Figure 24. Regions with the supervised ACF classification results of interest. Lit area mask applied. (a) Region covering the gulf of Khambhat. (b) Central Uttar Pradesh covering Lucknow. (c) Central Chhattisgarh state covering Raipur. (d) Southwestern Bihar.
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Figure 25. ACF classes composition of major LCLU classes for every state in India.
Figure 25. ACF classes composition of major LCLU classes for every state in India.
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Figure 26. Scatter plot showing the relationship of power outage and radiance for (a) Maharashtra and (b) Uttar Pradesh.
Figure 26. Scatter plot showing the relationship of power outage and radiance for (a) Maharashtra and (b) Uttar Pradesh.
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Figure 27. The monthly trend of power outage and radiance for Maharashtra and Uttar Pradesh. Upper row: mean monthly total outage hours; lower row: Z-score of monthly NTL radiance. Left column: Maharashtra; right column: Uttar Pradesh.
Figure 27. The monthly trend of power outage and radiance for Maharashtra and Uttar Pradesh. Upper row: mean monthly total outage hours; lower row: Z-score of monthly NTL radiance. Left column: Maharashtra; right column: Uttar Pradesh.
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Figure 28. ACF classes and profiles for each Prayas voltage monitoring location category. (a) ACF class composition by location category in Maharashtra. (b) ACF class composition by location category in Uttar Pradesh. (c) Average ACF profile for each location category in Maharashtra. (d) Average ACF profile for each location category in Uttar Pradesh.
Figure 28. ACF classes and profiles for each Prayas voltage monitoring location category. (a) ACF class composition by location category in Maharashtra. (b) ACF class composition by location category in Uttar Pradesh. (c) Average ACF profile for each location category in Maharashtra. (d) Average ACF profile for each location category in Uttar Pradesh.
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Table 1. Average percentage of villages with power and the average power outage in hours for each state. IHDS, India Human Development Survey.
Table 1. Average percentage of villages with power and the average power outage in hours for each state. IHDS, India Human Development Survey.
State
Names
IHDS-II (2011-12)IHDS-I (2004-5)
Average Percentage
of Villages w/ power
Average Power
Outage (hour)
Average Percentage
of Villages w/ power
Average Power
Outage (hour)
Jammu and Kashmir92.915.780.513.5
Himachal Pradesh99.61.598.010.5
Punjab96.04.495.712.8
Uttarakhand91.77.676.410.9
Haryana93.916.490.515.5
Rajasthan80.514.055.617.1
Uttar Pradesh43.616.641.017.2
Bihar37.017.623.521.7
Sikkim90.02.086.77.7
Arunachal100.00.095.85.0
Nagaland97.615.858.213.8
Manipur98.017.584.313.7
Mizoram76.73.776.01.7
Tripura72.36.537.18.9
Meghalaya95.35.380.84.0
Assam58.116.325.119.8
West Bengal67.94.037.88.1
Jharkhand77.113.445.615.0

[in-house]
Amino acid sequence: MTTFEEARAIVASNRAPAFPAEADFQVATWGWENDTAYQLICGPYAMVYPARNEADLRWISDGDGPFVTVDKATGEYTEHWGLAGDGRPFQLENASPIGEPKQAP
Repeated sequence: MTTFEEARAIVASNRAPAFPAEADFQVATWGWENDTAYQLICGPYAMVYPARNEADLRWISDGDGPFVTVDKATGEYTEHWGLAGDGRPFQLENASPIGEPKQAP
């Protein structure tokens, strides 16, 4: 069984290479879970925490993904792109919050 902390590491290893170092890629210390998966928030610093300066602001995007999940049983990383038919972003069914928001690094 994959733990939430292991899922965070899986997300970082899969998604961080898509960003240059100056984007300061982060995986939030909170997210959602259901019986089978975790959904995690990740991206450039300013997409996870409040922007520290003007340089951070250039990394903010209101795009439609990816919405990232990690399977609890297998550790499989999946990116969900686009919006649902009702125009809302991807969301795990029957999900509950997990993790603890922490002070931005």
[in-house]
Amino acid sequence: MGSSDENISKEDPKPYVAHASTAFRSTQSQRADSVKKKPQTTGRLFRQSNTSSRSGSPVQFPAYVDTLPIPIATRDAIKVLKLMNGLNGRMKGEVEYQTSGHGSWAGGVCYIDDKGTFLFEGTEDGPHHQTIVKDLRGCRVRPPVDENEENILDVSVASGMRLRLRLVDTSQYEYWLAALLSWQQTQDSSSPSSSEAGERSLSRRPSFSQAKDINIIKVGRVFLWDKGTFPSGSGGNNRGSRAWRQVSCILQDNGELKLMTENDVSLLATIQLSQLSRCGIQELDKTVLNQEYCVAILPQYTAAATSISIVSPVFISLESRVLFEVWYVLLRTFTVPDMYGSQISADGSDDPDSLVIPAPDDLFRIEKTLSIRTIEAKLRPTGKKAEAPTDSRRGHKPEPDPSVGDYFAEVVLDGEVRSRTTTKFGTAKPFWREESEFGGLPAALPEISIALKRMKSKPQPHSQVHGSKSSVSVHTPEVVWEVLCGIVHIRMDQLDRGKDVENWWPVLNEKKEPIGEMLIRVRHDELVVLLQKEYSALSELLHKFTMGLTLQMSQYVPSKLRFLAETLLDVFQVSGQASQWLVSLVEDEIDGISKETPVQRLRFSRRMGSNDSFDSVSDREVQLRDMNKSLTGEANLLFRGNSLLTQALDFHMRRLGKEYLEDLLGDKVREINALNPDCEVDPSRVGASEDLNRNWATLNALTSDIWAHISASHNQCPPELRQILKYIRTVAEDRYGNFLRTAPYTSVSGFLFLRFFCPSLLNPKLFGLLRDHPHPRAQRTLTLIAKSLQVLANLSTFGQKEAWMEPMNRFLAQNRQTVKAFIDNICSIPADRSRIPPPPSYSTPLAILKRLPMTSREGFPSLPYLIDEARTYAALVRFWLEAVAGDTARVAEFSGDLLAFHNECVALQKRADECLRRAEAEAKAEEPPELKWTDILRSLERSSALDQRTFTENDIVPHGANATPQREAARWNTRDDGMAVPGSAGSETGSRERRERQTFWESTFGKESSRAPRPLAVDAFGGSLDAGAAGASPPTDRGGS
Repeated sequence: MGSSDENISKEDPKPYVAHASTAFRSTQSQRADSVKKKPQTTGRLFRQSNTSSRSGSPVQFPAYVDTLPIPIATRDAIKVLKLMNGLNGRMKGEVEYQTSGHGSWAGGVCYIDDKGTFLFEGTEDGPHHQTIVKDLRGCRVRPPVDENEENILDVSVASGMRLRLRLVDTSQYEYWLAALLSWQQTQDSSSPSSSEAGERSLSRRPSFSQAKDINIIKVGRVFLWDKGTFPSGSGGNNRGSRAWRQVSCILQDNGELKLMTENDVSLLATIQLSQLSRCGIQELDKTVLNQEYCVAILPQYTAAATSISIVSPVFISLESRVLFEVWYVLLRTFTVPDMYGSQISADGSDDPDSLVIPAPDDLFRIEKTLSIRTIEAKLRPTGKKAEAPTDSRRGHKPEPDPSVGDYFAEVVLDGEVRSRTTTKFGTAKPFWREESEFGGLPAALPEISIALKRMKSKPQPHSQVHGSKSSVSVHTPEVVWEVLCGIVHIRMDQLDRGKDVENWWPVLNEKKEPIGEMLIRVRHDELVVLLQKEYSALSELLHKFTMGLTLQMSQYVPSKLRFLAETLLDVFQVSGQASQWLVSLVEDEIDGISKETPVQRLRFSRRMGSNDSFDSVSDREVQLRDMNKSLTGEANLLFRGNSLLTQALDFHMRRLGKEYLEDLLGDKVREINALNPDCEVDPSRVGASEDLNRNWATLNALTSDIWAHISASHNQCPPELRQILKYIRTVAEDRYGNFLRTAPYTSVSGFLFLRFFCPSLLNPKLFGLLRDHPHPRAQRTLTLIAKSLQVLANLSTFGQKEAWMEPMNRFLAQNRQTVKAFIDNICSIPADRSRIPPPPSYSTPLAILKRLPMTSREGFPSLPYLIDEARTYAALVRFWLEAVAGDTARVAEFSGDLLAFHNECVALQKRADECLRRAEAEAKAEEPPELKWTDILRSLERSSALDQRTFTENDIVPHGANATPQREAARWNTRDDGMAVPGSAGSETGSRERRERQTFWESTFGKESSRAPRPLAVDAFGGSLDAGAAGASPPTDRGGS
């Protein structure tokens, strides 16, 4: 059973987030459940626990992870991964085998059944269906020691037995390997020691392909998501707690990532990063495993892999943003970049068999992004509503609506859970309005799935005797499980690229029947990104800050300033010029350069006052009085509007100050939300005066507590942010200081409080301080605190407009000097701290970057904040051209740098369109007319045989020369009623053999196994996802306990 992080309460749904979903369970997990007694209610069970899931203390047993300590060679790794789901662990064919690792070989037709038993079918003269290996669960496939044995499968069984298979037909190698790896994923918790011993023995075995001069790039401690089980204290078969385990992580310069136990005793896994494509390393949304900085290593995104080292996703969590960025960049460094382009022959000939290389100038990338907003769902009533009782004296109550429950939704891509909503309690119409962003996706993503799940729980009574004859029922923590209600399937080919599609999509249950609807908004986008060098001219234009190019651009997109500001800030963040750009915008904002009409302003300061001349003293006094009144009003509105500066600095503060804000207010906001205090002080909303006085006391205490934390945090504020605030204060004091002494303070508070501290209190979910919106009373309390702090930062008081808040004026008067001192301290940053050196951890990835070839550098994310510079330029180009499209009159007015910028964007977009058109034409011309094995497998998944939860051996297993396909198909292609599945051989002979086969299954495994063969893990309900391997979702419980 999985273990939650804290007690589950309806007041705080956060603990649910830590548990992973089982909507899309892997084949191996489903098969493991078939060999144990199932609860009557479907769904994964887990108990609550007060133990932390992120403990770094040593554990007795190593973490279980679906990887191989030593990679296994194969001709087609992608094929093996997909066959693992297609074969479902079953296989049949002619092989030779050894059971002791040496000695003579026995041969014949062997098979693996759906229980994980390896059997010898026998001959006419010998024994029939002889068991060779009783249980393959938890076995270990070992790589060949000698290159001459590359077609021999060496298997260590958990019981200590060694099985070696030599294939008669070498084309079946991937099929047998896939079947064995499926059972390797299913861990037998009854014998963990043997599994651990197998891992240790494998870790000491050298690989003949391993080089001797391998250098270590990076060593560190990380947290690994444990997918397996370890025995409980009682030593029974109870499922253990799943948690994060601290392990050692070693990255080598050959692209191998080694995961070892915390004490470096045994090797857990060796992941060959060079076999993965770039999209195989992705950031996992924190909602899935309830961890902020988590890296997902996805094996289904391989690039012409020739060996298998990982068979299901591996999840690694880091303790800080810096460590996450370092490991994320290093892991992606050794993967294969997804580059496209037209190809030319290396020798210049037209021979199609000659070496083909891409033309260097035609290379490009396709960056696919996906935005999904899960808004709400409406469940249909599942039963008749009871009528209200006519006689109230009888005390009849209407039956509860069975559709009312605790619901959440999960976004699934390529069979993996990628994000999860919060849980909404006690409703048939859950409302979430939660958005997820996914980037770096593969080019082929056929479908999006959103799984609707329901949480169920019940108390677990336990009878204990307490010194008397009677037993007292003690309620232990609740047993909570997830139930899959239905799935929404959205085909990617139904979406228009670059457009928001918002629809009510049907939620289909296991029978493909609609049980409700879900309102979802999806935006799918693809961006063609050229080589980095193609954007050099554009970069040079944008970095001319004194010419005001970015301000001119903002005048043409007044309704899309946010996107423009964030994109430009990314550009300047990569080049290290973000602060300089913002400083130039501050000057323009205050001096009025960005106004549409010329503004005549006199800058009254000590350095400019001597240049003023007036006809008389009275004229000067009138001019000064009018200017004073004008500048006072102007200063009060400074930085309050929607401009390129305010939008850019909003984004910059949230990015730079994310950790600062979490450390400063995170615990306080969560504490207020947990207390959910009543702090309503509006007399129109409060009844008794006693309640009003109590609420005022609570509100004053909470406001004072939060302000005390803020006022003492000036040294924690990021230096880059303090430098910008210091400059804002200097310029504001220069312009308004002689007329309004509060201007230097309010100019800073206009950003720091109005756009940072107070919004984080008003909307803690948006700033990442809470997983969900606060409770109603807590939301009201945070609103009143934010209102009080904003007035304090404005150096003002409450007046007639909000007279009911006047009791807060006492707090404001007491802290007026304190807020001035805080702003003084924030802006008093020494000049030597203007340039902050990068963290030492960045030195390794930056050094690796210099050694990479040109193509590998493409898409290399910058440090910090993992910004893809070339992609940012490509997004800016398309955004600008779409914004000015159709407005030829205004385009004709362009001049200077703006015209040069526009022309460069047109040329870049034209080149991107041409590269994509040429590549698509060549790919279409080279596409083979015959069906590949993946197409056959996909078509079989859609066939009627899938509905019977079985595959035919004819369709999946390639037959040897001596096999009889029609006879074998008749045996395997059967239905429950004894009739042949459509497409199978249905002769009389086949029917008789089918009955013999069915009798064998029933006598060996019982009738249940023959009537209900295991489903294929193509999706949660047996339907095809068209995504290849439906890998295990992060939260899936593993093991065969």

Orissa60.712.128.49.8
Madhya Pradesh73.415.876.018.0
Gujarat90.20.381.27.6
Maharashtra89.58.077.37.9
Andhra Pradesh91.010.385.18.0
Karnataka89.913.481.812.7
Goa98.30.0100.00.0
Kerala96.324.063.36.0
Tamil Nadu92.612.280.64.0
National Average83.310.269.010.8
Table 2. Breakdown of voltage monitoring devices available from the Prayas Electricity Supply Monitoring Initiative (ESMI) website.
Table 2. Breakdown of voltage monitoring devices available from the Prayas Electricity Supply Monitoring Initiative (ESMI) website.
State
Name
CategoryCount
State
Capital
District
Headquarters
Gram
Panchayat
Other
Municipal Area
Karnataka22217
Maharashtra0167528
Bihar00101
Uttar Pradesh298423
Tamil Nadu10012
West Bengal10001
Andhra Pradesh/Telangana30003
Madhya Pradesh12003
Assam20002
Telangana10001
Goa01203
Odisha20002
Andhra Pradesh00011
Gujarat01001
Chandigarh (UT)10001
Chhattisgarh10001
Punjab01001
Total1732201281
Table 3. LCLU class definition and palette.
Table 3. LCLU class definition and palette.
Rearranged
Order
Original
Order
Color BandClass Name
RGB
1125500Built-up, Urban
2216800Built-up, Rural
15320013368Built-up, Mining
34255255115Agriculture, Crop land
4525324323Agriculture, Plantation
76255255181Agriculture, Fallow
87255201176Agriculture, Current Shifting Cultivation
58381150Forest, Evergreen/Semi-Evergreen
698018762Forest, Deciduous
11101212000Forest, Forest Plantation
1211150231138Forest, Scrub Forest
131276230166Forest, Swamp/Mangroves
141318121441Grass/Grazing
161425171242Barren/Unculturable/Wastelands, Salt Affected Land
171521010255Barren/Unculturable/Wastelands, Gullied/Ravinous Land
181625530250Barren/Unculturable/Wastelands, Scrub land
1917229207255Barren/Unculturable/Wastelands, Sandy area
2018255150232Barren/Unculturable/Wastelands, Barren rocky
2119230230248Rann
22200168132Wetlands/Water Bodies, Inland Wetland
23210255181Wetland/Water Bodies, Coastal Wetland
922061222Wetland/Water Bodies, River/Stream/Canals
102399253255Wetlands/Water Bodies, Reservoir/Lands/Ponds
2424225255225Snow and Glacier
Table 4. Diwali months removed for test.
Table 4. Diwali months removed for test.
YearMonth
201211
201311
201410
201511
201610
201611
201710
201811
201910
202011
Table 5. Comparing the classification result from different approaches in a comparison matrix with values normalized to the sum of the pixels in each category from rule based classification.
Table 5. Comparing the classification result from different approaches in a comparison matrix with values normalized to the sum of the pixels in each category from rule based classification.
Rule Based
AcyclicSingleDual
SupervisedAcyclic73.8%13.4%30.9%
Single12.9%79.8%7.5%
Dual13.2%6.8%61.6%
Sum100%100%100%